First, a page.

Sunday, 24 September 2017
The Female of the Species | Queensland Theatre Company
Written by Bree Hadley   
Sunday, 17 February 2008 03:57
The Female of the Species | Queensland Theatre CompanyJoanna Murray-Smith is one of Australia’s most successful playwrights, celebrated internationally for plays like Honour which portray the contemporary beneficiaries of the feminist movement – educated, confident and conflicted women whose lives and loves have become entangled with the legacy of the feminist revolution.

In The Female of the Species, Murray-Smith turns her hand to farce to provide a new take on a familiar territory and themes. Margo Mason (Carol Burns) is an academic agitator, an iconoclast, for whom fertility, marriage and family have become the fodder of feminist warfare, as, book by book, she encourages women to strike a blow against the ideological structures that shackle them to domestic drudgery. But when student Molly Rivers (Francesca Savige) strolls through her French doors one afternoon, Margo’s abortive attempts to recapture the controversy of her bestselling Cerebral Vagina are interrupted, and the feminist comes face-to-face with the consequences of the ideas – the intellectual progeny – she has set loose upon unsuspecting world.

Murray-Smith takes her inspiration from an incident in 2000 in which Germaine Greer was taken hostage by an infatuated female student. The Female of the Species latches onto “[t]he image of a famous feminist cuffed and gagged” (Murray-Smith, QTC Program), and uses it to launch into an irreverent treatment of the gender and generational tensions that roll out with three waves of feminism. Murray-Smith re-imagines the home intrusion as a moment in which a series of increasingly farcical characters – daughters, sons and students of the feminist revolution – take their chance to turn the tables on Margo, the personification of a particular brand of pop feminism to which their own lives and hopes have been held hostage.

Kate Cherry’s finely wrought production for the Queensland Theatre Company creates precisely the rollercoaster of character collisions and revelations the actors need to carry the farce to its over-the-top conclusion. Carol Burns engages instantly as the monstrous feminist forced to realign her political agitations with a more personal, introspective sensibility. Burns is well matched by the crazy camaraderie of Francesca Savige as the student Molly and Georgina Symes as the domestically frustrated daughter, as well as the accomplished stereotype and status play of Andrew Buchanan as the sensitive new son-in-law. The Female of the Species is not a play that probes psychological depths, and there were moments when the play piqued my own more post feminist politics. Nonetheless, the well-realised comic devices of the Queensland Theatre Company production, together with strong performances from the ensemble, drew riotous peals of laughter throughout, and carried the audience along with the character and cultural references pivotal to the comic force of this fast-paced farce.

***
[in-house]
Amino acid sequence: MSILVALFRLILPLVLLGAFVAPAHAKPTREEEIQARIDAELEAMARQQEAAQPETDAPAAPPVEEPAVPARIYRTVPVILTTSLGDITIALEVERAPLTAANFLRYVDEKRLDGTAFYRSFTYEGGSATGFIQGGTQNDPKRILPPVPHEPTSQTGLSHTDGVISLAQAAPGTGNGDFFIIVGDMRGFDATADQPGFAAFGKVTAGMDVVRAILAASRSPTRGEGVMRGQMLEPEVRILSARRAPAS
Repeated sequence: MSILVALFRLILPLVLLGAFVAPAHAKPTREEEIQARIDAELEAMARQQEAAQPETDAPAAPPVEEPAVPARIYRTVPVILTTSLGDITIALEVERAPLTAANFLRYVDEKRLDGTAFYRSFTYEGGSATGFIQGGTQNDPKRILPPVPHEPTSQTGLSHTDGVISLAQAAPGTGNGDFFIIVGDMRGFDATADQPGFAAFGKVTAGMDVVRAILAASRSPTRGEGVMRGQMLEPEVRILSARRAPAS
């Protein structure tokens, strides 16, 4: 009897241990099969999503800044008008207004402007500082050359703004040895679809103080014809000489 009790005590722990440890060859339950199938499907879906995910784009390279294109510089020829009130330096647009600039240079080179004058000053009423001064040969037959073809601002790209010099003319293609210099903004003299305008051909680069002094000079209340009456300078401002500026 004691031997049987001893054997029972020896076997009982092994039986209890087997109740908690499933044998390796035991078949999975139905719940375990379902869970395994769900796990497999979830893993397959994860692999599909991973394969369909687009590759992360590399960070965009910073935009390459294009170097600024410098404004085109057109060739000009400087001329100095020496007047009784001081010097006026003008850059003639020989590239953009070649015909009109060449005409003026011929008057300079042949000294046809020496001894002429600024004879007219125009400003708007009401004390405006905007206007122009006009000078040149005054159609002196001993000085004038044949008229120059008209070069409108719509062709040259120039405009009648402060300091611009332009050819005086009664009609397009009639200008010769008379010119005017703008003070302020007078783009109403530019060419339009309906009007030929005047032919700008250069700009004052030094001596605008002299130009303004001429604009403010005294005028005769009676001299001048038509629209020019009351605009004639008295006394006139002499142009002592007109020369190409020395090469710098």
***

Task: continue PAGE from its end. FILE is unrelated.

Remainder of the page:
Queensland Theatre Company presents
The Female of the Species
by Joanna Murray-Smith

Venue: Cremorne Theatre, QPAC
Dates: 11 Feb – 15 Mar
Further Information:
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Comments (2)

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I saw this production last Thursday night in Brisbane (I was visiting from Sydney) and am still wondering if this production was what the playwright intended. It was a fabulous opportunity to present a bitingly intelligent satire on feminism in a post-feminism era (Margot Mason's words, not mine) instead of which it degenerated into the worst possible indulgence on behalf of the directors and actors in tipping it right over the edge. Farce is a very risky business and only works when the actors do not "play it for laughs". It is hilarious only when the actors are deadly serious, which seemed to be lost on them. Murray-Smith borrowed almost verbatim the lines and personality of the demented housewife in "Bombshells" which Caroline O[Connor captured to perfection. Sadly the actor who played the role of Tess, the daughter, alternately portrayed her as a drunkard (before she latched on to the whisky decanter), whilst at the same time attempting a poor imitation of Joanna Lumley, then throwing herself around like an epilectic monkey. The promotional picture of the character of Margot Mason was totally different to the character Burns - or the director - created, with an unflatteringly short haircut that made her look like a dyke, which Greer wasn't. this also set up different expectations for the audience before it even began. Even the title "The Female of the Species" was thinly disguised on Greer's seminal work "The Female Eunuch". If the playwright's intention was to write about Greer and her life and work, be honest about it, give it at least some semblance of credibility and tell it like it is. Don't turn all of the characters into ugly dysfuntional stereotypes. The entire cast screamed their way through the script - I was cringing with embarrassment.
Jennie Marriott , February 24, 2008
The play was inspired by an incident that happened with Greer, and Smith admits she only used it as a starting point for her production (see program notes). She has used her own creative licence to create a wonderfully entertaining and thought-provoking piece of theatre.
Hannah , March 19, 2008

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